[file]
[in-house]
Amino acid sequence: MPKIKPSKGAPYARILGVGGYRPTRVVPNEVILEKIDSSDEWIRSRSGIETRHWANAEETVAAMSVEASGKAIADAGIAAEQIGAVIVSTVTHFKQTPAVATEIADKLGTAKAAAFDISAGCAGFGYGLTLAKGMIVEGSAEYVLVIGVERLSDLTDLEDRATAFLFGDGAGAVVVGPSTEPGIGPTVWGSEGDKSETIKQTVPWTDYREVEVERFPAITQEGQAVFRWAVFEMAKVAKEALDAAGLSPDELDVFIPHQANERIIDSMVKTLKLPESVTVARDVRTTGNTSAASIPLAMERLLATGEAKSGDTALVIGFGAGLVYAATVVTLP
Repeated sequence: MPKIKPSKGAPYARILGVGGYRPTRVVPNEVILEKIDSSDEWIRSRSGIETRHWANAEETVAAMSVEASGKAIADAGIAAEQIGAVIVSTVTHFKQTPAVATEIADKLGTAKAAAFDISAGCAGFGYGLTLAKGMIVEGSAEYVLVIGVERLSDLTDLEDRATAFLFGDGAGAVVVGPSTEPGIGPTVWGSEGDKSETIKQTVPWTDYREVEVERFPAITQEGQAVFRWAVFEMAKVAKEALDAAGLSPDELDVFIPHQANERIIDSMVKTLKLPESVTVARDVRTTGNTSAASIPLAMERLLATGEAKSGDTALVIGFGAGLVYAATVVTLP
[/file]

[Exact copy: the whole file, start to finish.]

[in-house]
Amino acid sequence: MPKIKPSKGAPYARILGVGGYRPTRVVPNEVILEKIDSSDEWIRSRSGIETRHWANAEETVAAMSVEASGKAIADAGIAAEQIGAVIVSTVTHFKQTPAVATEIADKLGTAKAAAFDISAGCAGFGYGLTLAKGMIVEGSAEYVLVIGVERLSDLTDLEDRATAFLFGDGAGAVVVGPSTEPGIGPTVWGSEGDKSETIKQTVPWTDYREVEVERFPAITQEGQAVFRWAVFEMAKVAKEALDAAGLSPDELDVFIPHQANERIIDSMVKTLKLPESVTVARDVRTTGNTSAASIPLAMERLLATGEAKSGDTALVIGFGAGLVYAATVVTLP
Repeated sequence: MPKIKPSKGAPYARILGVGGYRPTRVVPNEVILEKIDSSDEWIRSRSGIETRHWANAEETVAAMSVEASGKAIADAGIAAEQIGAVIVSTVTHFKQTPAVATEIADKLGTAKAAAFDISAGCAGFGYGLTLAKGMIVEGSAEYVLVIGVERLSDLTDLEDRATAFLFGDGAGAVVVGPSTEPGIGPTVWGSEGDKSETIKQTVPWTDYREVEVERFPAITQEGQAVFRWAVFEMAKVAKEALDAAGLSPDELDVFIPHQANERIIDSMVKTLKLPESVTVARDVRTTGNTSAASIPLAMERLLATGEAKSGDTALVIGFGAGLVYAATVVTLP